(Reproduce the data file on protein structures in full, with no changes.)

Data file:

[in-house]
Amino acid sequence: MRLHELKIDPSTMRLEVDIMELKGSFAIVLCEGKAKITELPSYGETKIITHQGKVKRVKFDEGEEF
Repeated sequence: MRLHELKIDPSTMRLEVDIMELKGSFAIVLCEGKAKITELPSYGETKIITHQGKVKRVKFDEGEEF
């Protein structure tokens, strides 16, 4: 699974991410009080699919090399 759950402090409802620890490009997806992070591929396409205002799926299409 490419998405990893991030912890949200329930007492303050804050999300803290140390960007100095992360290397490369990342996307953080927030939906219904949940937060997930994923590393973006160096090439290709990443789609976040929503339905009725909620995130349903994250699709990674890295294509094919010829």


[in-house]
Amino acid sequence: MRLHELKIDPSTMRLEVDIMELKGSFAIVLCEGKAKITELPSYGETKIITHQGKVKRVKFDEGEEF
Repeated sequence: MRLHELKIDPSTMRLEVDIMELKGSFAIVLCEGKAKITELPSYGETKIITHQGKVKRVKFDEGEEF
């Protein structure tokens, strides 16, 4: 699974991410009080699919090399 759950402090409802620890490009997806992070591929396409205002799926299409 490419998405990893991030912890949200329930007492303050804050999300803290140390960007100095992360290397490369990342996307953080927030939906219904949940937060997930994923590393973006160096090439290709990443789609976040929503339905009725909620995130349903994250699709990674890295294509094919010829």